Author: Nathan Coulter <[email protected]> State: Draft Type: Project Vote: Pending Created: 26-Dec-2022 Tcl-Version: 8.7 Tcl-branch: Vote-Summary: Votes-For: Votes-Against: Votes-Present:
Abstract and Specification
string is Unicode introduced in
597 and add
encodable? ..., which returns
1 if the corresponding
command would succeed, and
The only use of
[string is unicode] is to determine whether a string can be
encoded into a unicode transformation format, either utf-8, utf-16, or utf-32.
. Tcl has never needed a
[string is big5],
[string is shiftjs] or any
[string is someencodinghere]. There is also no need for
unicode]. To determine whether a given string can be encoded into a given
encoding, it is sufficient to attempt to perform the encoding without doing the
extra work to return the encoded value.
[string is unicode] fails in its stated purpose. According to TIP 597,
The string is unicode command can be used to check if the "utf-8"/"utf-16" encodings would deliver valid output, ...
. This is not true:
set text \U03fffe string is unicode $text;# -> 0 binary scan [encoding convertto utf-16 $text] H* hex set hex ;# -> fdff
The problem is that according to TIP 597, in addition to the surrogate
characters, the return value is also
0 for the 66 noncharacters, U+??FFFE -
U+??FFFF and U+FDD0 - U+FDEF. This means that
string is unicode and
Tcl_UniCharIsUnicode can not be used to check whether the data could be
encoded into one of the Unicode encoding forms.
The Unicode specification makes it clear that noncharacters may be encoded into an encoding form. First, there is definition 79:
A Unicode encoding form assigns each Unicode scalar value to a unique code unit sequence.
Th specification then declares:
To ensure that the mapping for a Unicode encoding form is one-to-one, all Unicode scalar values, including those corresponding to noncharacter code points and unassigned code points, must be mapped to unique code unit sequences. Note that this requirement does not extend to high-surrogate and low-surrogate code points, which are excluded by definition from the set of Unicode scalar values.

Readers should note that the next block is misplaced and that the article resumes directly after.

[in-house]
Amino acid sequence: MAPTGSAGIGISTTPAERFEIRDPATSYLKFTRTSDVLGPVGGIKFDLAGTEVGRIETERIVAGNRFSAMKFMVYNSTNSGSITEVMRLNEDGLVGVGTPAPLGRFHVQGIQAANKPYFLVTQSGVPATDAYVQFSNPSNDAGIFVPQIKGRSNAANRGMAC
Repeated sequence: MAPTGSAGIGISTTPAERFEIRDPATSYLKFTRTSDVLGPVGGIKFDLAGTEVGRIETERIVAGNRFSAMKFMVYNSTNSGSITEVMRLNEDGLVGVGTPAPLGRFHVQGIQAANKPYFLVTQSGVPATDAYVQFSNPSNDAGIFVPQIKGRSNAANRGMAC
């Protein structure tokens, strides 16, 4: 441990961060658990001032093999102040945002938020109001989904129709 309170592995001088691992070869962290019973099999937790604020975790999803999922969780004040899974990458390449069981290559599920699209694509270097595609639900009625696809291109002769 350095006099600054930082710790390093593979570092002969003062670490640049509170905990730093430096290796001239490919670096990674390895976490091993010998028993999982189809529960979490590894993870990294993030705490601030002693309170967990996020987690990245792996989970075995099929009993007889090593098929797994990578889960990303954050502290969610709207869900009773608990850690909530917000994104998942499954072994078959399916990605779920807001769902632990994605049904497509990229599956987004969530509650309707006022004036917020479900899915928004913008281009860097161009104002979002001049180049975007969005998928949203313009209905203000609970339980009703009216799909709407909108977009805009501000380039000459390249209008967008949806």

Q: Are noncharacters invalid in Unicode strings and UTFs?
Absolutely not. Noncharacters do not cause a Unicode string to be ill-formed in any UTF. This can be seen explicitly in the table above, where every noncharacter code point has a well-formed representation in UTF-32, in UTF-16, and in UTF-8. An implementation which converts noncharacter code points between one UTF representation and another must preserve these values correctly. The fact that they are called "noncharacters" and are not intended for open interchange does not mean that they are somehow illegal or invalid code points which make strings containing them invalid.
As a response to issue Tcl 9: "illegal byte
sequence" ?! all checks
for noncharacters were removed in commit
[string is unicode] is already obsolete, having fallen behind the
reality of the implementation. The only thing
string is unicode now does is
check for surrogate code points.
Tcl_UniCharIsUnicode() is also not useful. If some encoding functionality is
to be exposed at the C level, the equivalent of
encoding convertto could be
Implementation will be provided as Unicode capabilities of Tcl are further refined.
Copyright © 2023, Nathan Coulter. All rights reserved.
The author of this TIP requests financial support for this and other free software works. Contact and payment information available at: